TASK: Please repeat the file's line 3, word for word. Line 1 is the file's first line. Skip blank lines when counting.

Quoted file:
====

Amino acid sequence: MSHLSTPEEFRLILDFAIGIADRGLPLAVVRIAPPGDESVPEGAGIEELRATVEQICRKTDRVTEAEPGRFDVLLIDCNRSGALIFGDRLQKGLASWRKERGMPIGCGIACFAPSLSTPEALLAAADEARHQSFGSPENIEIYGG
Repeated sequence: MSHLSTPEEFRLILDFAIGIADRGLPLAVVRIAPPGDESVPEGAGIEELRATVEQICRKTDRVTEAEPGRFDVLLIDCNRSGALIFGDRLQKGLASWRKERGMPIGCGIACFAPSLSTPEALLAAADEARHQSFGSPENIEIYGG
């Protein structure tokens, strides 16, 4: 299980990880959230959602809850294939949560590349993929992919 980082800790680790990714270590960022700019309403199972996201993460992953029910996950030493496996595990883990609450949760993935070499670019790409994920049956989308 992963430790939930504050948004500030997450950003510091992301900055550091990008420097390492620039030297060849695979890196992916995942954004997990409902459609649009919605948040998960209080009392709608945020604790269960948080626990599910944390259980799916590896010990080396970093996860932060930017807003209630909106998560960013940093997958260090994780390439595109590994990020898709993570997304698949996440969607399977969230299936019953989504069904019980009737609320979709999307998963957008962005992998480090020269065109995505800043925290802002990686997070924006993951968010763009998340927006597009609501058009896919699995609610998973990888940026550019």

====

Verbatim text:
């Protein structure tokens, strides 16, 4: 299980990880959230959602809850294939949560590349993929992919 980082800790680790990714270590960022700019309403199972996201993460992953029910996950030493496996595990883990609450949760993935070499670019790409994920049956989308 992963430790939930504050948004500030997450950003510091992301900055550091990008420097390492620039030297060849695979890196992916995942954004997990409902459609649009919605948040998960209080009392709608945020604790269960948080626990599910944390259980799916590896010990080396970093996860932060930017807003209630909106998560960013940093997958260090994780390439595109590994990020898709993570997304698949996440969607399977969230299936019953989504069904019980009737609320979709999307998963957008962005992998480090020269065109995505800043925290802002990686997070924006993951968010763009998340927006597009609501058009896919699995609610998973990888940026550019």